Suffolk Christian Academy’s Jennifer Rombs defends against Summit Christian Academy during Thursday’s Seven Cities Athletic Conference tournament championship game at the SYAA fields. The Lady Knights put the Lady Eagles on their heels, but ultimately lost 3-2.
Suffolk Christian Academy’s Jennifer Rombs defends against Summit Christian Academy during Thursday’s Seven Cities Athletic Conference tournament championship game at the SYAA fields. The Lady Knights put the Lady Eagles on their heels, but ultimately lost 3-2.

Lady Knights fall short in title game

Published 11:29pm Thursday, May 9, 2013

The Suffolk Christian Academy girls’ soccer team started Thursday with a dramatic 2-1 victory against Oaktree Academy in the completion of a rain-delayed semifinal game of the Seven Cities Athletic Conference tournament. Then, the Lady Knights turned around to face Summit Christian Academy in the championship game less than hour later. They made it close in the end, but ended up losing 3-2.

When it was decided that the semifinal game would be delayed until Thursday, about 10 minutes remained on the clock, with the game tied 1-1. The condensed amount of time to score a winning goal created a great deal of pressure for the girls.

“I was extremely nervous about Oaktree,” stopper Danielle Stauffer said. “All morning, I was shaking the whole time.”

As the clock resumed yesterday, both teams threatened, but the two five-minute overtimes quickly became necessary. The extra sessions were not sudden death, so both had to play out.

“I was praying the whole game,” goalkeeper Julia Jackson said.

If the score remained tied, the game would advance to a shoot out of penalty kicks. It appeared destined for this end when Suffolk Christian’s Victoria Twisdale scored her 21st goal of the season, and second of the game, with about 10 seconds remaining.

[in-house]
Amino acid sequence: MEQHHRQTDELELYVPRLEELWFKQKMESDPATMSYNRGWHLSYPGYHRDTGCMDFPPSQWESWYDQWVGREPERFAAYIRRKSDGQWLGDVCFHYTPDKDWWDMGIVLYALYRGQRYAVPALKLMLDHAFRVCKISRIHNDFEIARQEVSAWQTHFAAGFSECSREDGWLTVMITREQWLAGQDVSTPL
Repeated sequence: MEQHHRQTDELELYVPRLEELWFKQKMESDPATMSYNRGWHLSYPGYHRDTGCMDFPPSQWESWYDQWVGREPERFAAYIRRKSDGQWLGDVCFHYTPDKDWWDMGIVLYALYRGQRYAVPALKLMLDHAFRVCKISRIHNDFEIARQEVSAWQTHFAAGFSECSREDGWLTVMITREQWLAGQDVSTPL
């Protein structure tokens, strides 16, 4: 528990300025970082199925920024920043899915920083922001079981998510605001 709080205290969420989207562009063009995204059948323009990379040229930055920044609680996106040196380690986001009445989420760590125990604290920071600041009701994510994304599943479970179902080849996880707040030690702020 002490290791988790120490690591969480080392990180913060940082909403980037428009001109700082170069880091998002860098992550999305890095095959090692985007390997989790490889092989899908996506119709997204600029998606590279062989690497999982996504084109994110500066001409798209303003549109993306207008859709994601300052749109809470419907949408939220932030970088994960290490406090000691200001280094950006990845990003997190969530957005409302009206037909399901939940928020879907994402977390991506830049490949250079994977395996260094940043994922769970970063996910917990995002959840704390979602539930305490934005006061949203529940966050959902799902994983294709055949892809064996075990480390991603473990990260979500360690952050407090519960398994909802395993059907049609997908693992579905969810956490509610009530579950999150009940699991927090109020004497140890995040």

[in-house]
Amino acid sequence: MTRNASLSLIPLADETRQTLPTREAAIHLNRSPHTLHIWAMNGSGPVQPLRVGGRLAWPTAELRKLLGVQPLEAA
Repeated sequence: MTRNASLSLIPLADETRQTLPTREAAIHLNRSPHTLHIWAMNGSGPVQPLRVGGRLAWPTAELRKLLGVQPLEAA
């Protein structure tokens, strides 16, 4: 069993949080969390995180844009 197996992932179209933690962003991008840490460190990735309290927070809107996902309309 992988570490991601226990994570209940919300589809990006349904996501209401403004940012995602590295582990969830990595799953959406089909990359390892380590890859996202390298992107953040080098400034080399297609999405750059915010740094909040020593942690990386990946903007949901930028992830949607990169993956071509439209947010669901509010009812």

“They played harder those 20 minutes, the first 10 minutes and then those two five-minute overtimes, than I think I’ve seen all season,” SCA head coach Stacy Pauley said. “I was very relieved when that was over, but I knew that the next challenge was right behind it.”

The semifinal game concluded around 3:30 p.m., and the championship game was scheduled to begin on the same field at about 4:05 p.m. Summit, which had defeated the Lady Knights earlier this year by scores of 2-1 and 3-1, jumped out to a 2-0 lead in the first half.

“I think our girls were tired for playing so hard that first 20 minutes, and I didn’t put the younger girls in because I knew that they wouldn’t be able to keep up with (Summit),” Pauley said.

She noted that the Lady Eagles were beating her players to the ball.

Then, about midway through the second half, with Summit leading 3-0, SCA’s Elizabeth Arnold hit a corner kick that Stauffer met on the other end.

“I was in the right spot, and I stepped in, it hit me in the stomach, and it went in,” Stauffer said. “I didn’t kick it, I stomached it.”

With new life, the Lady Knights continued to apply pressure and saw the fruit of it when Caitlyn Benton scored with about five minutes remaining.

Stauffer envisioned her day ending the way it began if her team had only had more time to work with.

“If we would have had just a few more minutes, I think we would have tied it up and gone into two five-minute overtimes,” Stauffer said.

“I truly think that if we would have had another five, maybe 10 minutes in that game, we could have come back and at least tied it, if not won it,” Pauley said.

Both Jackson and Stauffer were named to the 2013 All-Conference team, after playing in what was their last game with Suffolk Christian Academy. Stauffer, a senior, gave her impression of the season.

“I think we did OK,” she said. “We started out rough, and then our girls progressed.”

She said she could tell that her team “wanted it today.”

Jackson, who is moving to Jacksonville, Fla. in a month, gave her parting thoughts on SCA’s 2013 team.

“I am definitely going to miss them,” she said. “I think we did way better this year than I thought we were going to, because we had like four or five high schoolers and lots of little kids. We did really good.”

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